The majority of surgical procedures requires a patient to be under the effect of anesthesia during the operation that takes the patient into an unconscious or semi-conscious state. Medical professionals known as anesthesiologists use a combination of powerful medications or gas to place a patient under anesthesia so that a surgical procedure can be performed without the patient being fully aware. A great deal of responsibility lies with anesthesiologists to ensure the patient remains in a sedated state during and shortly after a surgery, but it is possible for an error to occur through negligence or medical malpractice.
The most common mishaps with the administration of anesthesia include the following:
- Incorrect dosage – Too much or too little anesthesia given prior to a medical procedure such as surgery can have a long lasting effect on the patient. Dosage errors are often the result of improper labeling of medications or miscalculations by medical professionals.
- Delayed delivery – Anesthesia must be administered in a timely fashion, prior to a surgery taking place as well as during a procedure. If a leak is present, an IV is not properly secured, or a syringe is incorrectly changed, patients can experience a number of complications due to delayed delivery.
- Failure to intubate – Anesthesiologists have the responsibility to intubate patients during a surgical procedure so that breathing remains normal and constant. If there is a need for intubation during an operation and it is not done or is delayed, patients may face serious complications post-surgery.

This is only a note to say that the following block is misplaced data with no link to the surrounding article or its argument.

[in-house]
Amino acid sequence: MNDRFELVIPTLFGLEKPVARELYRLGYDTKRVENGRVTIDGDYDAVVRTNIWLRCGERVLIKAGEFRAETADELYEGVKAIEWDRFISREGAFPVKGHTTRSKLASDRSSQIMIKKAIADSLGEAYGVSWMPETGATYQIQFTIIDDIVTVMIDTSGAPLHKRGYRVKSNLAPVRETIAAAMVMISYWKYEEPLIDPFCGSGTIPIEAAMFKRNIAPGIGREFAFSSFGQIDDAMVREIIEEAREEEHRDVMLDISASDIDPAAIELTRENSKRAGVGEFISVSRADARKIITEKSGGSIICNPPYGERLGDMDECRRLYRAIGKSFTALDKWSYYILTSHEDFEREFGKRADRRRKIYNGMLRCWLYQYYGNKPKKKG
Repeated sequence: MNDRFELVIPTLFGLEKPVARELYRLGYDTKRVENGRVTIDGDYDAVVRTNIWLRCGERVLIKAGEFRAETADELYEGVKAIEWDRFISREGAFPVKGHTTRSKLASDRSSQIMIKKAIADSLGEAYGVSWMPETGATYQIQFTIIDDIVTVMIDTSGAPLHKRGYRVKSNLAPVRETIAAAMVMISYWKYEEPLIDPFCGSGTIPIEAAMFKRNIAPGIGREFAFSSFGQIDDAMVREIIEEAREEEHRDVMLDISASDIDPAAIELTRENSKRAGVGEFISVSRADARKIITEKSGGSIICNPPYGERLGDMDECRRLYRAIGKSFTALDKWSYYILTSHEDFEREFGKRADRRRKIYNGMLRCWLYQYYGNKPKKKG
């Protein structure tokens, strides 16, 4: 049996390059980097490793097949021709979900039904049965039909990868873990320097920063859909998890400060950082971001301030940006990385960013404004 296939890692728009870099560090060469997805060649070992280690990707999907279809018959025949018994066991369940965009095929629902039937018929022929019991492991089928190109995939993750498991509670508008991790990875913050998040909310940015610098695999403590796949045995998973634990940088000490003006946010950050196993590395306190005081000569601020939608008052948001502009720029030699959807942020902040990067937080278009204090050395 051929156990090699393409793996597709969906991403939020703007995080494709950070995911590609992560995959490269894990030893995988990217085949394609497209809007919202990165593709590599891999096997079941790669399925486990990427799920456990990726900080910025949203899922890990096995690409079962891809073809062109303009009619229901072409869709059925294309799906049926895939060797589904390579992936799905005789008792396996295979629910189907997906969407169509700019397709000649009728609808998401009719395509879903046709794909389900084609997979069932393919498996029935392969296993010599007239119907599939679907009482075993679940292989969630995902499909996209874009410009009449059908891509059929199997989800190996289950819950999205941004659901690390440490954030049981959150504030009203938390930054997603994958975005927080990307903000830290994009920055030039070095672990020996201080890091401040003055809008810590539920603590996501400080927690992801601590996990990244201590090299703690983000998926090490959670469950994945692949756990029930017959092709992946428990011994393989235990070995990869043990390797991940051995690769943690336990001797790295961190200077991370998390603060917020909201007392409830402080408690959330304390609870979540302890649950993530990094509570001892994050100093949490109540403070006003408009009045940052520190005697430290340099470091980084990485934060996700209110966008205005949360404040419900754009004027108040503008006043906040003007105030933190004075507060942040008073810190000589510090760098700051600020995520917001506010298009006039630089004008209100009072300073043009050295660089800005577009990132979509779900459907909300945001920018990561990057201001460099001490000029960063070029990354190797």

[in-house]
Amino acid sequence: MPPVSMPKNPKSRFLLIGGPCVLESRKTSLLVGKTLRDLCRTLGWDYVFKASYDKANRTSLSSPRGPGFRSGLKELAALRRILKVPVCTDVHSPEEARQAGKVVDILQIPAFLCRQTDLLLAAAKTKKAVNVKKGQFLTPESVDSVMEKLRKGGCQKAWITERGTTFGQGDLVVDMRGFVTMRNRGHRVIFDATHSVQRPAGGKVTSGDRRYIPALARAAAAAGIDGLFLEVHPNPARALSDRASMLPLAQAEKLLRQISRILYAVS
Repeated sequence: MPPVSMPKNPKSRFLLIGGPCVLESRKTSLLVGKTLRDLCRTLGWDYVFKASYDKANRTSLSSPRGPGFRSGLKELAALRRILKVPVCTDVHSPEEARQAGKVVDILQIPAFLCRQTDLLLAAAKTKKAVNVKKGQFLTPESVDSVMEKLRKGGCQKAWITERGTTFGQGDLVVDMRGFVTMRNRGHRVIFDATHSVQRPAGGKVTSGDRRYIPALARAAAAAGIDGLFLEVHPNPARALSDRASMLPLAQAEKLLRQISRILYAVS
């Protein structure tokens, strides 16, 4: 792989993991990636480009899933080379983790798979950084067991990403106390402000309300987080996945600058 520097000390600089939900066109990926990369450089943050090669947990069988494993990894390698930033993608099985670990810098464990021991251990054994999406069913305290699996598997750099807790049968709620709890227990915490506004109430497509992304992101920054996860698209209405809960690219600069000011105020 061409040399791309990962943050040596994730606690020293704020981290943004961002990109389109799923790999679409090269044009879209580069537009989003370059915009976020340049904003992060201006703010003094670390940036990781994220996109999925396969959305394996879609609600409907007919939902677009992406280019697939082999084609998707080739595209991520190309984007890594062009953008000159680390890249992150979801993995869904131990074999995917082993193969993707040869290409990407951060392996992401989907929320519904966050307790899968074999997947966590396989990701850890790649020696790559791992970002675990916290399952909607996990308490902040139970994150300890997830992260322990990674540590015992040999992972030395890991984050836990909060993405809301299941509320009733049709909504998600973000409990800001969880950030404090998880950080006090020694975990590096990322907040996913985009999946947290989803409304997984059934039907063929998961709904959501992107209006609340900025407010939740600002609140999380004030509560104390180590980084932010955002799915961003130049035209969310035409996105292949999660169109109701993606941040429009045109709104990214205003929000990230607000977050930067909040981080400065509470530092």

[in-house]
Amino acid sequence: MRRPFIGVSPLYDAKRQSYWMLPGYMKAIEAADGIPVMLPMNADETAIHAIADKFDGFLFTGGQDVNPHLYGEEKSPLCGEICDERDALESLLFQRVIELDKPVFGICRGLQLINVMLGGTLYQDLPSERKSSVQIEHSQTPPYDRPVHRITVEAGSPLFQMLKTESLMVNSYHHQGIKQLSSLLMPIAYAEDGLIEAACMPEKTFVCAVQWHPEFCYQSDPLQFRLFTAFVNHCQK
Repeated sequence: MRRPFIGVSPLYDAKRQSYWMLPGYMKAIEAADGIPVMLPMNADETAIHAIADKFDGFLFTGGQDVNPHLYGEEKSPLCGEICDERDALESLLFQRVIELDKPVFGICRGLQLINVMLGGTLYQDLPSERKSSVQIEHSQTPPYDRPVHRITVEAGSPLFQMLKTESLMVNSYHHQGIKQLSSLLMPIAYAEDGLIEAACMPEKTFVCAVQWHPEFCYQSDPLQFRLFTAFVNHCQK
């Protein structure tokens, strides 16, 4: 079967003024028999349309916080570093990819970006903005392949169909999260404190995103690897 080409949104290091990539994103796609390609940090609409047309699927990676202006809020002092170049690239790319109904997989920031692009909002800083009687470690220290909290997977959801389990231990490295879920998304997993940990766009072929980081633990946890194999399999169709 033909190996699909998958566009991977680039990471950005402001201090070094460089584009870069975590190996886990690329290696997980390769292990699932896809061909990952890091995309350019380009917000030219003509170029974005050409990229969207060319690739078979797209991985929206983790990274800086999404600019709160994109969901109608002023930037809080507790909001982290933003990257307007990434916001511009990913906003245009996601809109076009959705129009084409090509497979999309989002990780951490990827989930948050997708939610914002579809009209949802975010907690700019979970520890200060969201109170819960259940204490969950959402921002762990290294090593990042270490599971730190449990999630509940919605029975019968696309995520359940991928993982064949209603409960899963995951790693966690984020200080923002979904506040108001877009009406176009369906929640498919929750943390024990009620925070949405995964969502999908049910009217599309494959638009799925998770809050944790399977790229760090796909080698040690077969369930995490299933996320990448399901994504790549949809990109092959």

- Improper or lack of monitoring – A patient’s level of consciousness must be monitored throughout a surgery, and the anesthesiologist is tasked with this responsibility. If monitoring is not done on a consistent basis or is neglected altogether, patients can experience unnecessary and unwanted distress during and after surgery.
- Miscommunication – Anesthesiologists are not the only medical professionals who are responsible for patient safety before, during, and after surgery. Surgeons, administrative staff, and nurses also have an obligation to share pertinent information about the procedure to patients, including instructions on food and drink consumption before a surgery and its effect on anesthesia. Communication errors among medical professionals and patients can lead to irreversible complications long after the procedure is completed.
Injuries Caused by Anesthesia Errors
Patients can suffer from a wide range of injuries due to negligence or malpractice before, during, or after administration of anesthesia. The most common injuries include:
- Cardiovascular injury, such as a stroke or heart attack
- Damage to the trachea
- Traumatic brain damage
- Loss of normal bodily functions
- Spinal cord injuries
Gladstein Law Firm, PLLC | A Medical Malpractice Law Firm
While surgeries are commonplace, errors due to malpractice should not be. If you believe you have suffered from the negligence or gross oversight of an anesthesiologist or other medical professional while undergoing a surgical procedure, we are here to help. Seth Gladstein is a Louisville, KY attorney who represents victims of anesthesia malpractice. He has a deep understanding of the complexities of the medical system, and will use this to expertise to fight aggressively to get you the compensation necessary to recover. Contact us today for a free consultation.